Nature included in its Nov. 4 edition Guillermo Rougier’s paper detailing his paleontology research team’s discovery of a new mammal from the early Late Cretaceous period in South America.

On Nov. 14, The Lancet published a paper by Roberto Bolli and his team’s clinical trial that showed dramatic improvement in heart function for heart failure patients who received infusions of their own cardiac stem cells.

Three days later, Science featured a paper by Yousef Abu Kwaik and his microbiology/immunology team that shared their discovery of how the bacterium that causes Legionnaires’ disease proliferates and causes disease.

“To have such breakthrough discoveries published in three of the world’s leading peer-reviewed journals during the same month is extraordinary,” said William Pierce, executive vice president for research and innovation. “Two key goals of our strategic plan are to increase both the quantity and quality of our faculty discovery and publication. In this one month, we did both.”

Faculty publishing is a key demonstration of the university’s efforts to become a leading research university, Pierce said.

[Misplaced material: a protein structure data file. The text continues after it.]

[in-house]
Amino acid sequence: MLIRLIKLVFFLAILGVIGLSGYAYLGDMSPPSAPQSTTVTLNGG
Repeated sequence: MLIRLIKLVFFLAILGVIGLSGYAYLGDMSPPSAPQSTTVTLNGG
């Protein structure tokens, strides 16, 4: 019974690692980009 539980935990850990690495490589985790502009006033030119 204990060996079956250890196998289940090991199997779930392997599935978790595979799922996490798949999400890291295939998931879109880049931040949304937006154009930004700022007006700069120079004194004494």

“Universities both guard the knowledge of the past and discover the knowledge of the future,” he said. “We do so in part for the joy of learning, but we also are committed to contributing to the betterment of our world, and when we make discoveries, we get them out to help people. That is why publishing – scholarly communication – is such an integral part of our strategic plan.”

Expanding the breadth of faculty inquiry also is an objective of the university’s strategic goals, and the papers produced in November reflect wide diversity of inquiry, thought and translation of our discoveries as well, he said.

“With these papers, we see one group studying what occurred 60-plus million years ago in the development of mammals; another seeing how and why bacteria infect us; and a third group helping give new hope to people with heart disease,” Pierce said. “In the field, the laboratory and the clinic, the breadth of research being conducted by UofL faculty is impressive.”